The Romantic Brain

Guest post by Kayt Sukel

IG Romantic Brain-01

Image: Seimi Rurup

Leading up to Valentine’s Day, you can’t help being inundated with advertisements for cards, chocolates and jewelry–those “perfect” gifts to show that one special person how much you love them. The world has love on the brain. But what are the latest findings regarding the brain in love?

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Memoir by John Saunders Sheds Light on Depression

There are many sad elements of John Saunders’ autobiography, Playing Hurt, from the author’s troubled childhood to his traumatic brain injury to his persistent depression. Most heartbreaking, though, is that Saunders died before the book was published, denying him the chance to witness its impact. Readers who know nothing about the sports broadcaster’s career nor have any close ties to mental illness will find the book well-written and engaging. Those directly affected by depression could find it life-changing.



Saunders died unexpectedly before his book was released to the public. He’d hoped it would help people affected by mental illness.
Photo credit: De Capo Press

In the introduction to Playing Hurt: My Journey from Despair to Hope, Saunders writes that he wanted “to reach out to the millions of people, especially men, who think they’re alone and can’t ask for help.” As a black man and a former athlete, Saunders, who appeared on ESPN and ABC in various roles from 1986 until his death in August of 2016, was a member of several cohorts often hesitant to admit mental health problems.

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World Science Festival: Computational Creativity

Interest in artificial intelligence (AI) seems like it’s at an all-time high, with people both wary and intrigued about how machine learning systems will change, and hopefully improve, our lives. Past discussions we’ve covered have delved into the ethical sphere: Can autonomous robots that (currently) lack consciousness and emotions serve us well as future healthcare aides and soldiers? Can robots be moral? But last week’s World Science Festival in New York City looked at a different side of AI, with a panel discussion on “Computational Creativity: The Art of Ingenuity.”

Focused on the creation of art, music, and culinary arts, the panel was tasked with answering such questions as: Can a robot truly imagine an original masterpiece or just replicate known styles? Is computational creativity a collaborator or a competitor?

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Facial Cues and the Brain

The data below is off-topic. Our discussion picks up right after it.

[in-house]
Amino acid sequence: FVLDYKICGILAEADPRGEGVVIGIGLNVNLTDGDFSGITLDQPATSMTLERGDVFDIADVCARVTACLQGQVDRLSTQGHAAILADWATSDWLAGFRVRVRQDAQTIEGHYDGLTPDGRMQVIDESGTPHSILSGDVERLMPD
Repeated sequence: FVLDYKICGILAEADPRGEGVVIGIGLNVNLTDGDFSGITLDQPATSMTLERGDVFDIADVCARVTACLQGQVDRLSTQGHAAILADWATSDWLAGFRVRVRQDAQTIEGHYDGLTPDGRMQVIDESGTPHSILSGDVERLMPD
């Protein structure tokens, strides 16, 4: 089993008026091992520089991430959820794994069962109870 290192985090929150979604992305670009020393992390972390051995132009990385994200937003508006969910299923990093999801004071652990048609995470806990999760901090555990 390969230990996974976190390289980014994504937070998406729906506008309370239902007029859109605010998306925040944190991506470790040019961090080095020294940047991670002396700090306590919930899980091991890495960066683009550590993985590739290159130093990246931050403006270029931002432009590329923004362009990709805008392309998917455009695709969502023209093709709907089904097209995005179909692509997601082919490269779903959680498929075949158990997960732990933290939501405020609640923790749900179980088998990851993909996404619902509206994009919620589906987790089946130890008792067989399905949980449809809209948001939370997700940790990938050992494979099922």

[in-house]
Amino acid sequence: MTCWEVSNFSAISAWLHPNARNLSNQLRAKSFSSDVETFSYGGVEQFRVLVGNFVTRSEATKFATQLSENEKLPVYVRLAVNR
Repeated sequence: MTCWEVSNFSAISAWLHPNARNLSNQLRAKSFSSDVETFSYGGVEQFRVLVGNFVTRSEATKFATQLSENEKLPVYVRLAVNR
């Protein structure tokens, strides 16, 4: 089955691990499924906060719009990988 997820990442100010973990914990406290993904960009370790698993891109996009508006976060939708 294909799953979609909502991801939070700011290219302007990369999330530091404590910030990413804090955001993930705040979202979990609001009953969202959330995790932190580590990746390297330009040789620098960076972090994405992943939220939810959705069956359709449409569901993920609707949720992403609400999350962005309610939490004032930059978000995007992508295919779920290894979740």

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As human beings, we can tend to be a little judgmental–sometimes without even realizing it. When we first meet someone, our brains are busy processing facial features, body language, personality traits, etc., within milliseconds of just saying “hello.” So what characteristics make us assume certain things about people we just meet, and can these unconscious first impressions really change the way we perceive someone?

Expanding on this topic, neuroscientist Jon Freeman, Ph.D., spoke to a room crowded with eager listeners as the featured guest in the latest event from the Secret Science Club. As director of the Social Cognitive & Neural Sciences lab at New York University, Freeman devotes all of his research to understanding “split-second social perception”—that is, how our brains use subtle facial cues, personality traits, and emotion to instantly categorize others into social groups. With the help of brain imaging technology (fMRI), electrophysiology (EEG and ERP), and real-time behavioral techniques, Freeman is able to study activity within the brain in hopes of learning more about the phenomena of snap judgments.

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The Spooky Neuroscience Behind Fear and Zombies

Halloween is the one time of year that we seek out scary situations. Some people decorate their houses like a creepy lab or cemetery, others go to haunted houses to see classic monsters and gory scenarios. We dress up like witches, devils, vampires, zombies, and other creatures of the night. What causes us to seek out these frightful situations? Why are we afraid of what we see? What happens when we look at these scary creatures with a scientific lens?

These spooky questions inspired the latest Halloween themed Taste of Science, formerly Pint of Science, a series of science lectures over beers at Ryan’s Daughter bar in Manhattan. Nathan H. Lents, Ph.D., discussed fear and Erin Coffey, Ph.D., examined the science behind a monster that many of us fear, zombies.

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